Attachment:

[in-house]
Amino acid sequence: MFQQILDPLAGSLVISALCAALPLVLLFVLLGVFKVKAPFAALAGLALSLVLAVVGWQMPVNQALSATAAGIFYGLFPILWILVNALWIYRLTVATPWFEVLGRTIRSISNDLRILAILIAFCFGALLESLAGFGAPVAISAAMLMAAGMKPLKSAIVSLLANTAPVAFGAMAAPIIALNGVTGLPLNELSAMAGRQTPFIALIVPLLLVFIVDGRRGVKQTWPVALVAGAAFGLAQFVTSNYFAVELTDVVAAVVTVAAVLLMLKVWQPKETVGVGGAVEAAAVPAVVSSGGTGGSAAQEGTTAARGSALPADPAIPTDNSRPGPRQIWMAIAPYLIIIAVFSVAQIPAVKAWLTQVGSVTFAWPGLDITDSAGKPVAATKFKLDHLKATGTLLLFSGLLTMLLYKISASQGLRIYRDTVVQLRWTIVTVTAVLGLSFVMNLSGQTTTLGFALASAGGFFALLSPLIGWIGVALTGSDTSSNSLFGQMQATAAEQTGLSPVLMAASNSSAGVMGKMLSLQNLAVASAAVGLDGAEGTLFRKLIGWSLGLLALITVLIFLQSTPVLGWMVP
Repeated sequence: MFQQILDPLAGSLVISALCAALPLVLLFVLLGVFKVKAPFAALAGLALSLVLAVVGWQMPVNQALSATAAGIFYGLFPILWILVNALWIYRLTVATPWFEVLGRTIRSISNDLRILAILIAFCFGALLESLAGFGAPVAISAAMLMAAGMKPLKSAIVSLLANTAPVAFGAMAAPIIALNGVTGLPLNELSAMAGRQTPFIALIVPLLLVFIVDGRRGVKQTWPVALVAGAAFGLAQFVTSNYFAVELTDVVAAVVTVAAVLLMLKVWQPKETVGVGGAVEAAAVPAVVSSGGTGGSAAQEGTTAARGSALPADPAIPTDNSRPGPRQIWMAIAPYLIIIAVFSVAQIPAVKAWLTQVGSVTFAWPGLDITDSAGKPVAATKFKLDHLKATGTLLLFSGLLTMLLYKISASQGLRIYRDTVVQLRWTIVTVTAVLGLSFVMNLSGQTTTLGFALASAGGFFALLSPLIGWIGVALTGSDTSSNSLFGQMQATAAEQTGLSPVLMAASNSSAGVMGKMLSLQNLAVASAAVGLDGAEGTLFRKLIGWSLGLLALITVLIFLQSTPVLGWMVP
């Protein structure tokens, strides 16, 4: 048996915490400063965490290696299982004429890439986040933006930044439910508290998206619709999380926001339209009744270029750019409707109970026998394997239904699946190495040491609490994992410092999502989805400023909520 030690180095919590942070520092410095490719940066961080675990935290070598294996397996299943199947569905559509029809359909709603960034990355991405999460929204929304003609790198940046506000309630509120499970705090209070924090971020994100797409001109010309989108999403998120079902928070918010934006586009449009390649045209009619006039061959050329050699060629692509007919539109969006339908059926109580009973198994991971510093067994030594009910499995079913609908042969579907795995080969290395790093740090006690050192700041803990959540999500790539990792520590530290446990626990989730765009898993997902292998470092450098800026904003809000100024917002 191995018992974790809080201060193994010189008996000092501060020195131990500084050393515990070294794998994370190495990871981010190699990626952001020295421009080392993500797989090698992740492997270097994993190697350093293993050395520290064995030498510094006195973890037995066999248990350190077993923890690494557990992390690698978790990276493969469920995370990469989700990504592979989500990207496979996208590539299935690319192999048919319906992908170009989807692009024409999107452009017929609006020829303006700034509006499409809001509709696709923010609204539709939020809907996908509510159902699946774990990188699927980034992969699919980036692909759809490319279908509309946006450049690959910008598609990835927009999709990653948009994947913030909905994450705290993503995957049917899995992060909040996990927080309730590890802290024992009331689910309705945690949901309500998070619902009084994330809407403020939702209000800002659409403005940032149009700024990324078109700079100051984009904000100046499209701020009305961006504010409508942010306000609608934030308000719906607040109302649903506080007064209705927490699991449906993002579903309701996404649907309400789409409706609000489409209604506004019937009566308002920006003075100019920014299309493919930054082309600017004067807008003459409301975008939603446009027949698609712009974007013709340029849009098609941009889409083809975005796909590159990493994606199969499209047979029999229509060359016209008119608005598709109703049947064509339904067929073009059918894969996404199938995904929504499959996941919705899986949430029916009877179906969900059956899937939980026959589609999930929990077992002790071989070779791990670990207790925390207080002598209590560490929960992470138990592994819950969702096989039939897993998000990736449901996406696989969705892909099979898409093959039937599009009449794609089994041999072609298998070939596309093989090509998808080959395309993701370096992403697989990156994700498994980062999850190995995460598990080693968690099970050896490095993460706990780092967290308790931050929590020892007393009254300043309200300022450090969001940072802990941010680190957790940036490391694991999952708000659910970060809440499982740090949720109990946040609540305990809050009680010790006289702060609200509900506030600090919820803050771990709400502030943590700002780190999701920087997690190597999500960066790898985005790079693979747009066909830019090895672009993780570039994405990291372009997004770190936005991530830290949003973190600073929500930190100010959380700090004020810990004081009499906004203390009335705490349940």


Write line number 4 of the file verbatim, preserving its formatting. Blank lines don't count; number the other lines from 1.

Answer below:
């Protein structure tokens, strides 16, 4: 048996915490400063965490290696299982004429890439986040933006930044439910508290998206619709999380926001339209009744270029750019409707109970026998394997239904699946190495040491609490994992410092999502989805400023909520 030690180095919590942070520092410095490719940066961080675990935290070598294996397996299943199947569905559509029809359909709603960034990355991405999460929204929304003609790198940046506000309630509120499970705090209070924090971020994100797409001109010309989108999403998120079902928070918010934006586009449009390649045209009619006039061959050329050699060629692509007919539109969006339908059926109580009973198994991971510093067994030594009910499995079913609908042969579907795995080969290395790093740090006690050192700041803990959540999500790539990792520590530290446990626990989730765009898993997902292998470092450098800026904003809000100024917002 191995018992974790809080201060193994010189008996000092501060020195131990500084050393515990070294794998994370190495990871981010190699990626952001020295421009080392993500797989090698992740492997270097994993190697350093293993050395520290064995030498510094006195973890037995066999248990350190077993923890690494557990992390690698978790990276493969469920995370990469989700990504592979989500990207496979996208590539299935690319192999048919319906992908170009989807692009024409999107452009017929609006020829303006700034509006499409809001509709696709923010609204539709939020809907996908509510159902699946774990990188699927980034992969699919980036692909759809490319279908509309946006450049690959910008598609990835927009999709990653948009994947913030909905994450705290993503995957049917899995992060909040996990927080309730590890802290024992009331689910309705945690949901309500998070619902009084994330809407403020939702209000800002659409403005940032149009700024990324078109700079100051984009904000100046499209701020009305961006504010409508942010306000609608934030308000719906607040109302649903506080007064209705927490699991449906993002579903309701996404649907309400789409409706609000489409209604506004019937009566308002920006003075100019920014299309493919930054082309600017004067807008003459409301975008939603446009027949698609712009974007013709340029849009098609941009889409083809975005796909590159990493994606199969499209047979029999229509060359016209008119608005598709109703049947064509339904067929073009059918894969996404199938995904929504499959996941919705899986949430029916009877179906969900059956899937939980026959589609999930929990077992002790071989070779791990670990207790925390207080002598209590560490929960992470138990592994819950969702096989039939897993998000990736449901996406696989969705892909099979898409093959039937599009009449794609089994041999072609298998070939596309093989090509998808080959395309993701370096992403697989990156994700498994980062999850190995995460598990080693968690099970050896490095993460706990780092967290308790931050929590020892007393009254300043309200300022450090969001940072802990941010680190957790940036490391694991999952708000659910970060809440499982740090949720109990946040609540305990809050009680010790006289702060609200509900506030600090919820803050771990709400502030943590700002780190999701920087997690190597999500960066790898985005790079693979747009066909830019090895672009993780570039994405990291372009997004770190936005991530830290949003973190600073929500930190100010959380700090004020810990004081009499906004203390009335705490349940």